Orangeries and Conservatories – What Is the Difference?

In the UK conservatories have usually been exempt from the Building Regulations, which has made them an attractive option for clients looking to add an additional room to their home. The exemption from the Building Regulations has meant that conservatory installations can be carried out quicker than a similar sized extension with a solid roof, and the not inconsiderable Building Regulations fees can be saved, making a conservatory a cost-effective option.

In order to be defined as a conservatory though, the building has needed to meet a few criteria

  1. The room needs to have at least 75% of its roof area glazed
  2. The room needs to be separated from the main body of the house by external quality doors.

There used to be requirements for the amount of glazing needed in the side elevations in order to be classified as a conservatory but these have been dropped and so a conservatory can have lots of brickwork, and a more solid feel.

A Traditional Orangery is constructed differently. It has a roof cassette into which an Atrium style roof is installed. The roof cassette is constructed off the internal wall of the building in much the same way that a house roof is constructed off the internal walls of a house. The roof cassette typically has a lead or similar external finish and internally has a plastered pelmet into which recessed downlighters can be installed.

There are two main benefits of an Orangery over a Conservatory and they are

  1. The internal plastered pelmet
  2. The more substantial external eaves

However clearly the roof cassette area of the roof is not glazed and because this forms more that 25% of the overall roof area an Orangery is not able to be defined as a conservatory and consequently is not exempt from Building Regulations requirements.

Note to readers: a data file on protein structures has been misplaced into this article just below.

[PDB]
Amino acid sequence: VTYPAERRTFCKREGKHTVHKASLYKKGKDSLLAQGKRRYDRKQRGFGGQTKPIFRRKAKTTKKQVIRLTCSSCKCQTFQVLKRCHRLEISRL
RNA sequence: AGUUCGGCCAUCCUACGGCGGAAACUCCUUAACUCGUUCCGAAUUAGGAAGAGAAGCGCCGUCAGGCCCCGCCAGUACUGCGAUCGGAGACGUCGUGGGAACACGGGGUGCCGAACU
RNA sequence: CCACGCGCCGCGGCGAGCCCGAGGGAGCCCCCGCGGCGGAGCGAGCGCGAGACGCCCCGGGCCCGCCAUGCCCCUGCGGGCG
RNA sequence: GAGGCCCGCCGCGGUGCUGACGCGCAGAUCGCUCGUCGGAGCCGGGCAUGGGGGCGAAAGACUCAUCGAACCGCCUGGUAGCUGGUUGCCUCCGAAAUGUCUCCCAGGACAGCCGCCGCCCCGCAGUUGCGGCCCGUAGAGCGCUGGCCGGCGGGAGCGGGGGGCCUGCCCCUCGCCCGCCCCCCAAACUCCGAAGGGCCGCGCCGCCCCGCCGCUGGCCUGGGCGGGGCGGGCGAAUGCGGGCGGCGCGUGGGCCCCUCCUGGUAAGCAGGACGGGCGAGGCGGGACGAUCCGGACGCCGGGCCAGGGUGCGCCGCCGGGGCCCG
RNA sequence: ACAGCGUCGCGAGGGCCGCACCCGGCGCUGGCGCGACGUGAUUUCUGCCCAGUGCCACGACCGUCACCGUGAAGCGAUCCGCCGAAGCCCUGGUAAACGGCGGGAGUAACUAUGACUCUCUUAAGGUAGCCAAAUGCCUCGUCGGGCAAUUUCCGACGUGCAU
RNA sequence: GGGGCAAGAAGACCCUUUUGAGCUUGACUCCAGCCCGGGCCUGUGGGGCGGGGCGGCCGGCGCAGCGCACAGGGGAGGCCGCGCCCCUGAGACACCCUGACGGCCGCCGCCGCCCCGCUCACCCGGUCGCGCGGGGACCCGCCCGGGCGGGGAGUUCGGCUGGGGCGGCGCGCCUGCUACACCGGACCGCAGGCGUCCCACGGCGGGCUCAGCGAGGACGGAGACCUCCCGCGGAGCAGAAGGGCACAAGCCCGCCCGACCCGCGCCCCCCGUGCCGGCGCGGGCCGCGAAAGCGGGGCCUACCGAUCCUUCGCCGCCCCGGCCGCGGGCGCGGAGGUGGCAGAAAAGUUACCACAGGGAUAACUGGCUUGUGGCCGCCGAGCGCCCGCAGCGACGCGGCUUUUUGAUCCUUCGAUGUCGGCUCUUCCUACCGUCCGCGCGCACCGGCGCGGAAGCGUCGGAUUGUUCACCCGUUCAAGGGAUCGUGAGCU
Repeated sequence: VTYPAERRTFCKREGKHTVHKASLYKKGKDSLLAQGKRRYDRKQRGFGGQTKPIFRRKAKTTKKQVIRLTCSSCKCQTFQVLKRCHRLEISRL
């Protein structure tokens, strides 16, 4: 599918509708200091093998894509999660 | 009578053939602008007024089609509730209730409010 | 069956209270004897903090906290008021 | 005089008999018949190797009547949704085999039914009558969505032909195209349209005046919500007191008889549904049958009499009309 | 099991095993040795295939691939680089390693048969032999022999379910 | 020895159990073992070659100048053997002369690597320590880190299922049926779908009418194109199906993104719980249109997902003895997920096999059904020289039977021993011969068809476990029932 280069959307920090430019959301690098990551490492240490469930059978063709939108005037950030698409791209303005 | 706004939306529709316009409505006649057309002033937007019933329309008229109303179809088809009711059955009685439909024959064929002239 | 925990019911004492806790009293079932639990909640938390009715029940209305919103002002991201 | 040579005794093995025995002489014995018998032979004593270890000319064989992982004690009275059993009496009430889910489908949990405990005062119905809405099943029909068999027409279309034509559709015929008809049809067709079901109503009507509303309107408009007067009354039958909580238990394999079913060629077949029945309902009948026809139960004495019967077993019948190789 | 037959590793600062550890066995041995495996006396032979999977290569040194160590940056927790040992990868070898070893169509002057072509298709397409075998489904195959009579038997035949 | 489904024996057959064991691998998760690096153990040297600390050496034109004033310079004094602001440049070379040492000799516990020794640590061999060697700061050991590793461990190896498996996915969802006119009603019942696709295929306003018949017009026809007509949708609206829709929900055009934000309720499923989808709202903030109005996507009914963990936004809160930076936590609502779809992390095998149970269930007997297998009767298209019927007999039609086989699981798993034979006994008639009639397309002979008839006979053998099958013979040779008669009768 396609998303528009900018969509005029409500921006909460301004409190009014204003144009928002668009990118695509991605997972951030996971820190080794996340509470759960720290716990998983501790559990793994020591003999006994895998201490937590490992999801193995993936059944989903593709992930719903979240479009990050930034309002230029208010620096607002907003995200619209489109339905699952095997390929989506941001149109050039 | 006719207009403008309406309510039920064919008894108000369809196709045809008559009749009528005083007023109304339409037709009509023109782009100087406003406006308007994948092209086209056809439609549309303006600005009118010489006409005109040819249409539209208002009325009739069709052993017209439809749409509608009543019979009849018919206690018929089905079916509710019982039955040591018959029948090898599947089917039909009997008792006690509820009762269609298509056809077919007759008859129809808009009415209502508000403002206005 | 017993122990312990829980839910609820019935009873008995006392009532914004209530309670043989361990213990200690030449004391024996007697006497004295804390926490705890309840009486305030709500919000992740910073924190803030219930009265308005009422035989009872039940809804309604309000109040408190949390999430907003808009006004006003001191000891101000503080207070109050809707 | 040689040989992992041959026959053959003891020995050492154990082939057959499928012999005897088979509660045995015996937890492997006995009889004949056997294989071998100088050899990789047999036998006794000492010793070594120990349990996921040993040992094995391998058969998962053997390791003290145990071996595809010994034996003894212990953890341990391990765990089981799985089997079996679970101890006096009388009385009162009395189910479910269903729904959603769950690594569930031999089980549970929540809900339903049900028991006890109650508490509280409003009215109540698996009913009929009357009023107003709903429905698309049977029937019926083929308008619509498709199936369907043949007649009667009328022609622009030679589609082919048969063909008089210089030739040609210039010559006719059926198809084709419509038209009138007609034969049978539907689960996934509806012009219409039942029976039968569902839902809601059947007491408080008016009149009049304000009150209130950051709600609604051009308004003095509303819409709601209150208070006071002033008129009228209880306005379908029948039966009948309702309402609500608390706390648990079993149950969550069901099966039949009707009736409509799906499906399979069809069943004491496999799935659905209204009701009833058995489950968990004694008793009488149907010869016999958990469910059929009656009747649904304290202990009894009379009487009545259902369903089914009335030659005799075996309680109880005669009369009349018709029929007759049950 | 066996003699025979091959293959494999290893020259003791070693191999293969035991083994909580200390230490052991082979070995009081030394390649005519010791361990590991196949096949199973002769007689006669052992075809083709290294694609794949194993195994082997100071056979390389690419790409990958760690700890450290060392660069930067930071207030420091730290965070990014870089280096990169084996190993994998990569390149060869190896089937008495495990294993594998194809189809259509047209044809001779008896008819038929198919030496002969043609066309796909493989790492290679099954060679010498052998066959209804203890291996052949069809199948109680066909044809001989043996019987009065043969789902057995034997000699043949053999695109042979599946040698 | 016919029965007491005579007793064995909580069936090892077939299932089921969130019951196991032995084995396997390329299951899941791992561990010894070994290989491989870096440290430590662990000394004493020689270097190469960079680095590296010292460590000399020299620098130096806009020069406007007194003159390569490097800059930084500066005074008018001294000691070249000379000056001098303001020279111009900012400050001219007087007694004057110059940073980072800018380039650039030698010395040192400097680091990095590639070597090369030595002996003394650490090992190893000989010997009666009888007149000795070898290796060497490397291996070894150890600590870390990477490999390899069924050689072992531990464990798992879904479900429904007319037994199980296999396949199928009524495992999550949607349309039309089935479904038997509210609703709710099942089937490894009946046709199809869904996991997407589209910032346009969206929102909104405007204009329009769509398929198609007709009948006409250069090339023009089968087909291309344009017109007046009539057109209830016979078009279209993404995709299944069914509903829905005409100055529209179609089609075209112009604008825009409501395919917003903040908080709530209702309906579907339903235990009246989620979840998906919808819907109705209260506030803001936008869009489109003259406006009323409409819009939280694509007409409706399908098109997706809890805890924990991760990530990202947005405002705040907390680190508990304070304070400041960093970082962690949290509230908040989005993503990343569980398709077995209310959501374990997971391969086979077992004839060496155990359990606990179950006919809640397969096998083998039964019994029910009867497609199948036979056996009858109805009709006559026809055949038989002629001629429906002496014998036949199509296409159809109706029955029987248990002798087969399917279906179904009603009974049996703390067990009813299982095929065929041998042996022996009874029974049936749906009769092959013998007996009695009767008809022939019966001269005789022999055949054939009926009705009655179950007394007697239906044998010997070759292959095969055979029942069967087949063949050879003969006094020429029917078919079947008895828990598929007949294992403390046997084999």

It is this fact, in addition to the extra construction costs, which has always ensured that traditional orangery designs are considerably more expensive than conservatories of a similar size. This has not been an issue for some clients, but has kept orangeries financially out of the reach of most homeowners.

The good news is that there have been product developments that have changed that situation.

It is now possible to construct a conservatory style building, with the glazed roof extending right to the external perimeter of the building, and the eaves of the roof installed on to the external conservatory side frames and yet still have the internal plastered pelmet. It is necessary to install an internal eaves framework, transforming a normal conservatory into what we describe as an orangery style conservatory. Externally, to provide the more substantial look at the eaves level we have developed an aluminium cornice that fits around the usual UPVC guttering. new conservatory roof

Leave a Reply

Your email address will not be published. Required fields are marked *

Back To Top